A few months ago, I wondered what I wanted from the Web.
Now, I think I have an answer.
This answer was triggered by a couple of articles I saw on the Web. One was at fierce.com, the other was at onlinepress.com. Being that my temp job has nothing for me to do, I have plenty of time to scour the Web, kill time, and overmanage my own site.
So. The gist of both these "articles" - and I suppose, in today's standards-be-damned journalistic climate, these do qualify as articles - was that there are several people who consider themselves elite, above and beyond most Web page creators, untouchable, and that they should stop putting on airs and shut the hell up like the rest of us.
Now, mind you, democracy is one of the most prized aspects of the Web. The fact that anyone can put a site up and have people read it is the main appeal of the Web.
However, just because you're on the Web doesn't mean you're any damn good.
Let's take a look at some of these "elite" sites:
Now, go back and look at Fierce and Online Press.
Notice a difference?
Yeah. The "elite" sites are a lot better than their critics.
Sounds a bit to me like sour grapes.
Look at these "elite" sites. They're huge. They've got so much material and so much to offer. Most of all, you can see the passion that's put into them.
To me, it's fairly obvious that these sites are among the best the Web has to offer. And I've looked around, and I've seen a lot of stuff. And I keep coming back to these.
So when I hear whining about "well, why do they think they're so much better than us?", it's because they are better than you. Deal. Work harder. Put the time into your site that they do into theirs.
And this is what triggered my revelation:
Why the hell do I care about these sites so much?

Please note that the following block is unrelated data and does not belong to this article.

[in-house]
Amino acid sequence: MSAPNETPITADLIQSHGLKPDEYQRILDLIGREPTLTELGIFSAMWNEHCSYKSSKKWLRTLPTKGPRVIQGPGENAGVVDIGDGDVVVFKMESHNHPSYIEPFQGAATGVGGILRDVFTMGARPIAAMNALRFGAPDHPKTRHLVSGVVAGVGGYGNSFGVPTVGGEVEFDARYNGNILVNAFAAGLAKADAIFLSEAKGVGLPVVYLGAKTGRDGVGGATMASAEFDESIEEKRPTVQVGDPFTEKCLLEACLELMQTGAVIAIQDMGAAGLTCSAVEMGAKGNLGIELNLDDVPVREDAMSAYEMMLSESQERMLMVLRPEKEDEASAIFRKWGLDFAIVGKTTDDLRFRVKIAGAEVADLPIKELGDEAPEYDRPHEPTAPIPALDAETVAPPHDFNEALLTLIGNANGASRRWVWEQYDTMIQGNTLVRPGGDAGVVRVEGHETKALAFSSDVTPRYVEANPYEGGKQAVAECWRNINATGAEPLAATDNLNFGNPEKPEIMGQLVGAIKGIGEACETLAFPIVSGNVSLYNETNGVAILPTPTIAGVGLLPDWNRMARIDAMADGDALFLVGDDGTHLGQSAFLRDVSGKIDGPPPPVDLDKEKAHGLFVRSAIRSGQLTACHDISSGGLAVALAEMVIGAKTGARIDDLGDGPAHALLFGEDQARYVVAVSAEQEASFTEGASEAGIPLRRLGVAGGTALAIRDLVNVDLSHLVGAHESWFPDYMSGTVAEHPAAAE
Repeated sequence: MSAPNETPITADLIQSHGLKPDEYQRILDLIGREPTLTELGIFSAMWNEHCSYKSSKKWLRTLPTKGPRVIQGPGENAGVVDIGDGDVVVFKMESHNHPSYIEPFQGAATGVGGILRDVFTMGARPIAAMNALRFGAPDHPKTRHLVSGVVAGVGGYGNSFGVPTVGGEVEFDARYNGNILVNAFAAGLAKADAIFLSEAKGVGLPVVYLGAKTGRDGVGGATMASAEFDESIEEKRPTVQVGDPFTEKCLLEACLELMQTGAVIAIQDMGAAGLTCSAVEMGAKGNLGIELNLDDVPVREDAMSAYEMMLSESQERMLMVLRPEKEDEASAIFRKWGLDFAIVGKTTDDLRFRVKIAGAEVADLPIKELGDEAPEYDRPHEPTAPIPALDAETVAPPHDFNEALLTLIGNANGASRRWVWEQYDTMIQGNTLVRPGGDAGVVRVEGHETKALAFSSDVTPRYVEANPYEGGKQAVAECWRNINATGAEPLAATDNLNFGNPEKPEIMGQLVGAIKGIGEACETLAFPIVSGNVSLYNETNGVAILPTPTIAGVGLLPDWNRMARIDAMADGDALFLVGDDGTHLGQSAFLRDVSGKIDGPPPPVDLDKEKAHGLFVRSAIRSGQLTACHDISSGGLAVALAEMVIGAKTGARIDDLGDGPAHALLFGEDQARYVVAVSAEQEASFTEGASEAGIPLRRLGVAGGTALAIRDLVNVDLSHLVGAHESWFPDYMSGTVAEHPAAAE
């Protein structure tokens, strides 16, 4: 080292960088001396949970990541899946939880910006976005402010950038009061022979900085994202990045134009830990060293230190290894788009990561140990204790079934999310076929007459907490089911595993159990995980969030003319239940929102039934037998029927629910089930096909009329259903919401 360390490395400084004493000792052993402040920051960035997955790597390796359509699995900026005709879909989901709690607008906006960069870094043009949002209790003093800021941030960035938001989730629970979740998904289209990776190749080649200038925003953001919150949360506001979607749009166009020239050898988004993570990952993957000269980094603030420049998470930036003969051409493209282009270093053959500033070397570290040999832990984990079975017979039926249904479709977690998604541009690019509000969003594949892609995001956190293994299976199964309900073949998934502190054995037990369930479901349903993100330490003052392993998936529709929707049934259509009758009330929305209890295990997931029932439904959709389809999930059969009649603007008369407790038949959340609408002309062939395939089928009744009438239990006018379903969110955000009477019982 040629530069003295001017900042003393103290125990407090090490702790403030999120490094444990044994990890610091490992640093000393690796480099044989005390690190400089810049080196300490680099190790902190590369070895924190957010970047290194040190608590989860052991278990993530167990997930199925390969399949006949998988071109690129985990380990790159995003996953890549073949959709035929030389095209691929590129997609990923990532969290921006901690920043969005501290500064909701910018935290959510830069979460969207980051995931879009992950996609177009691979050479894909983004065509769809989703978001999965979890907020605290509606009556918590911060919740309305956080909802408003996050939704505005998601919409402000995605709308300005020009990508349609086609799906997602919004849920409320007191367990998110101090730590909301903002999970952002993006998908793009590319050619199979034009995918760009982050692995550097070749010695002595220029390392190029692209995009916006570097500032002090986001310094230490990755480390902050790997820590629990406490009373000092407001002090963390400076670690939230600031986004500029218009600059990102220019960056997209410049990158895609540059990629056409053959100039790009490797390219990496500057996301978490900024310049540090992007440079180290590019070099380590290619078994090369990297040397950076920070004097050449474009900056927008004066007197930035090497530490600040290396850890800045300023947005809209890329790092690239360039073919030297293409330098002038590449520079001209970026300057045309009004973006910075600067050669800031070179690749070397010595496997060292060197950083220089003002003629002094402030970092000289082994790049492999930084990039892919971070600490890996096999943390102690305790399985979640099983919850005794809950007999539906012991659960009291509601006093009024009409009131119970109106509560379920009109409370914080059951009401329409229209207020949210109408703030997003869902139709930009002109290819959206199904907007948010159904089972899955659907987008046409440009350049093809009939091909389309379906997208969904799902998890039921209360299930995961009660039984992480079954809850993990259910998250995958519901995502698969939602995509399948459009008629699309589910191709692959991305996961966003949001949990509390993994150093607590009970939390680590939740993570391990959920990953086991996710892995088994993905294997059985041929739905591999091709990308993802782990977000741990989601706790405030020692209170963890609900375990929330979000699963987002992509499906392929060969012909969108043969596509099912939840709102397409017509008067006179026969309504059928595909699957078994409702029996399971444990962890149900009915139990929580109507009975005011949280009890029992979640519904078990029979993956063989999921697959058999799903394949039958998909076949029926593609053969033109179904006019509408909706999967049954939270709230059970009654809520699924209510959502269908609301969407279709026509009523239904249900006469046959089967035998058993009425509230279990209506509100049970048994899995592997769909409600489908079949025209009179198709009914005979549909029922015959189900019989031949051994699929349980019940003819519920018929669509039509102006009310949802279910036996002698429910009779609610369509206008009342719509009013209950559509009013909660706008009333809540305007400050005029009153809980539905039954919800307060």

Let's be honest here - Xstasis takes up no time for me at all. Like I said, I do nothing at work. Anyone with a little patience and rudimentary Photoshop skills can do this site. As fun as The Domain Game! may be, I'm not hellbent on having my own URL. As much as I enjoy typing these whimsical observations, this is improv writing for me. This is nothing compared to what I'm used to. This is winging it with a wink and a smile. This is simply my little corner when that writing bug needs instant gratification. I save my big guns for where it counts.
And I guess that's the point:
Do I care about the Web and creating on the Web enough to pour everything I have into creating the perfect Web site, at the exclusion of my screenwriting, filmmaking, and comedy?
And the answer is a resounding
As much as I admire and respect the passion, intelligence, and devotion the "elite" put into their personal sites, nothing there approaches art. Admittedly, the Web is a young medium, but it's faster-evolving than any other one. And not only do I not see anything out there that's art, I don't see how art could be produced in the future, unless HTML is thrown out the window and a more flexible language takes its place - which will probably never happen, since it would be like substituting PAL for NTSC as the American television/video standard. There's not a site out there, not a one, that can compare with a movie. Unfair? Maybe. But true.